Feb 3, 2011

On Mubarak and Objectivity

Anyone who has read my blog over the past 9 days may have noticed my words becoming increasingly critical of Egyptian President Hosni Mubarak, while at the same time becoming more and more supportive of the protesters in Cairo and elsewhere.

As you may know, I have aspirations to become a journalist and journalists must be objective. This means that typically we are not to take a particular side in a story, but report empirical facts and represent multiple interpretations of what those facts mean.

I can tell you that it is 28.5 degrees farenheit outside in Lexington, Kentucky right now. I can't tell you whether that is hot or cold to you, because your opinions on what temperature is cold and what temperature is hot differ from mine. I feel like 28.5 degrees is pretty comfortable - not a good temperature for a swim, but much better than the teens or the single digits.

In Egypt, on the other hand, the empirical data that is easier to parse, if more difficult to understand. Protesters are being intimidated. Journalists, Egyptian, Arab, European and American are being jailed, their cameras and recording equipment confiscated. Molitov cocktails are being thrown into crowds. Supporters of President Mubarak and hired thugs are attacking crouds with whips, machetes and clubs. The regime is cracking down and committing atrocities against innocent people.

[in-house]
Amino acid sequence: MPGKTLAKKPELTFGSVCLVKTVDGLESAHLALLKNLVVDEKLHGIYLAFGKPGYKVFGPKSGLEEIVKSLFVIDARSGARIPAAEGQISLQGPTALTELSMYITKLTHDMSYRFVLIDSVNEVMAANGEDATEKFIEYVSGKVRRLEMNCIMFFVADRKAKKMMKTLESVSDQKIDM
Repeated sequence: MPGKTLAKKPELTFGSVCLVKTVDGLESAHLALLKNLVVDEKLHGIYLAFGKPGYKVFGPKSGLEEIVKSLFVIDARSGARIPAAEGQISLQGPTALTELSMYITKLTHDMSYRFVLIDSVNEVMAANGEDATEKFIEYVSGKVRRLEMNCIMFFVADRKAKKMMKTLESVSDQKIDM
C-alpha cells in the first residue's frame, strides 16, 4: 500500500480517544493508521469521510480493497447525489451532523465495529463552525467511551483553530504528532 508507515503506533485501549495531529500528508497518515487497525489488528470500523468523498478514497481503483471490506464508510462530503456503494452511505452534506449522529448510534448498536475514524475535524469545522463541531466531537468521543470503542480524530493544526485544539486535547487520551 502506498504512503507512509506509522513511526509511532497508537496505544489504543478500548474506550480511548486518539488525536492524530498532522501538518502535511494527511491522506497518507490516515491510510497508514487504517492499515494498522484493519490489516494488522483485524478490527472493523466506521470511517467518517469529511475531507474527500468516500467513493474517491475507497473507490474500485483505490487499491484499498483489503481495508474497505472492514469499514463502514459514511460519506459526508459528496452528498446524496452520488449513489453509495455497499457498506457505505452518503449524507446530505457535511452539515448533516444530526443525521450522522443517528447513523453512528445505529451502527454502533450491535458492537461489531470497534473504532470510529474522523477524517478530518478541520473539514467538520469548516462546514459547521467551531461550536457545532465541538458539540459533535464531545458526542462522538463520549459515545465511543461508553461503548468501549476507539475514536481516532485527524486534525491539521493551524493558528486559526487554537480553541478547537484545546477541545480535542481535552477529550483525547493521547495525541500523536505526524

And President Mubarak has the audacity to claim that chaos and violence would erupt after he steps down - when he is causing the chaos and violence erupting before our very eyes.

For the second day in a row clashes between mostly peaceful anti-regime protesters and the supporters of Hosni Mubarak's dictatorship rage across Egypt.

As a journalist, I do not have to give equal time to someone who commits atrocity. I would not give time to Hitler were he perpetrating the holocaust today. I would not give equal time for Fred Phelps to preach his homophobic bigotry across my blog. And I will no longer give time to a regime that systematically silences its people at best through shutting off the internet and stealing cameras, and at worst through kidnapping, imprisonment, abuse, torture and murder.

That also means that I should be more critical of my own government's lukewarm stance towards the demonstrations in Egypt, even as the Mubarak government cracks down.

Free Egypt.

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Keep it civil and pg-13, please.